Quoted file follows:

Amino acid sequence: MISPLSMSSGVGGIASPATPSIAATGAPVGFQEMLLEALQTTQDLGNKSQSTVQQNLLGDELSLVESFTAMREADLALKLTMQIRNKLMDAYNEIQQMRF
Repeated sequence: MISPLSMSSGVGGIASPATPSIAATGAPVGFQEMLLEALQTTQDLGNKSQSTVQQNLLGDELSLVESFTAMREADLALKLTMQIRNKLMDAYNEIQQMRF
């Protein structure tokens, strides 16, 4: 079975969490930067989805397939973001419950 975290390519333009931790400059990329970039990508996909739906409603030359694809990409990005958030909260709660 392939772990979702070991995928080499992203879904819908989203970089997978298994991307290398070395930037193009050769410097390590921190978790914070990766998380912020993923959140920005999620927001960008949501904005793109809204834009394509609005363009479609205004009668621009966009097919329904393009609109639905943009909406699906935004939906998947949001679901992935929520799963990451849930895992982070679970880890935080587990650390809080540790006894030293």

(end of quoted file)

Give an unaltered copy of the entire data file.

Amino acid sequence: MISPLSMSSGVGGIASPATPSIAATGAPVGFQEMLLEALQTTQDLGNKSQSTVQQNLLGDELSLVESFTAMREADLALKLTMQIRNKLMDAYNEIQQMRF
Repeated sequence: MISPLSMSSGVGGIASPATPSIAATGAPVGFQEMLLEALQTTQDLGNKSQSTVQQNLLGDELSLVESFTAMREADLALKLTMQIRNKLMDAYNEIQQMRF
């Protein structure tokens, strides 16, 4: 079975969490930067989805397939973001419950 975290390519333009931790400059990329970039990508996909739906409603030359694809990409990005958030909260709660 392939772990979702070991995928080499992203879904819908989203970089997978298994991307290398070395930037193009050769410097390590921190978790914070990766998380912020993923959140920005999620927001960008949501904005793109809204834009394509609005363009479609205004009668621009966009097919329904393009609109639905943009909406699906935004939906998947949001679901992935929520799963990451849930895992982070679970880890935080587990650390809080540790006894030293």